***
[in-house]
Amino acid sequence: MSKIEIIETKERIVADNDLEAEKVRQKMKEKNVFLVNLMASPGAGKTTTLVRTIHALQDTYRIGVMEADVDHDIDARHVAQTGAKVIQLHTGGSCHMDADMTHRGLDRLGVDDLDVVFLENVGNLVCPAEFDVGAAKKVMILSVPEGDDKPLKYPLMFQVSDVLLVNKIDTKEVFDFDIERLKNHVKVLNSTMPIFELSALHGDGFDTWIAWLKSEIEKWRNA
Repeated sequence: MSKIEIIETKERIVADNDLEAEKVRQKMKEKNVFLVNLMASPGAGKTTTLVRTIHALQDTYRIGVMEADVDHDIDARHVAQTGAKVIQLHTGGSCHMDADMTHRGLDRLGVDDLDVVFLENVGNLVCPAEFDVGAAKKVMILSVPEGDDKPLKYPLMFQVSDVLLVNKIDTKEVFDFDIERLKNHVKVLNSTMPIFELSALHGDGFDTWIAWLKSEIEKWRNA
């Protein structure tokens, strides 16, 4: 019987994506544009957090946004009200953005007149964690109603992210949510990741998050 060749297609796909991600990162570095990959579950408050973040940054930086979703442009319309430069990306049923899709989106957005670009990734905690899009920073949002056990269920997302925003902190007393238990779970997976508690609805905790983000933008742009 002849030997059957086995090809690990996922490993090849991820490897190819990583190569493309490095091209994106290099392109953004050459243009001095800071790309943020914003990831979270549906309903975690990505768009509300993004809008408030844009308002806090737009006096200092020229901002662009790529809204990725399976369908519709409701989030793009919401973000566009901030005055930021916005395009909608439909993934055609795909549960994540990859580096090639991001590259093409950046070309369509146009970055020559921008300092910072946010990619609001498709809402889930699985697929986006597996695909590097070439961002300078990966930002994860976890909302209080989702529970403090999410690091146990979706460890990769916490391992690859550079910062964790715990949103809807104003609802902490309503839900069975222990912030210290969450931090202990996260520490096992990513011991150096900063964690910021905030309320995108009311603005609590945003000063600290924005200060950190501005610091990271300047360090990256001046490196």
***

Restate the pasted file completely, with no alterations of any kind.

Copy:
[in-house]
Amino acid sequence: MSKIEIIETKERIVADNDLEAEKVRQKMKEKNVFLVNLMASPGAGKTTTLVRTIHALQDTYRIGVMEADVDHDIDARHVAQTGAKVIQLHTGGSCHMDADMTHRGLDRLGVDDLDVVFLENVGNLVCPAEFDVGAAKKVMILSVPEGDDKPLKYPLMFQVSDVLLVNKIDTKEVFDFDIERLKNHVKVLNSTMPIFELSALHGDGFDTWIAWLKSEIEKWRNA
Repeated sequence: MSKIEIIETKERIVADNDLEAEKVRQKMKEKNVFLVNLMASPGAGKTTTLVRTIHALQDTYRIGVMEADVDHDIDARHVAQTGAKVIQLHTGGSCHMDADMTHRGLDRLGVDDLDVVFLENVGNLVCPAEFDVGAAKKVMILSVPEGDDKPLKYPLMFQVSDVLLVNKIDTKEVFDFDIERLKNHVKVLNSTMPIFELSALHGDGFDTWIAWLKSEIEKWRNA
């Protein structure tokens, strides 16, 4: 019987994506544009957090946004009200953005007149964690109603992210949510990741998050 060749297609796909991600990162570095990959579950408050973040940054930086979703442009319309430069990306049923899709989106957005670009990734905690899009920073949002056990269920997302925003902190007393238990779970997976508690609805905790983000933008742009 002849030997059957086995090809690990996922490993090849991820490897190819990583190569493309490095091209994106290099392109953004050459243009001095800071790309943020914003990831979270549906309903975690990505768009509300993004809008408030844009308002806090737009006096200092020229901002662009790529809204990725399976369908519709409701989030793009919401973000566009901030005055930021916005395009909608439909993934055609795909549960994540990859580096090639991001590259093409950046070309369509146009970055020559921008300092910072946010990619609001498709809402889930699985697929986006597996695909590097070439961002300078990966930002994860976890909302209080989702529970403090999410690091146990979706460890990769916490391992690859550079910062964790715990949103809807104003609802902490309503839900069975222990912030210290969450931090202990996260520490096992990513011991150096900063964690910021905030309320995108009311603005609590945003000063600290924005200060950190501005610091990271300047360090990256001046490196």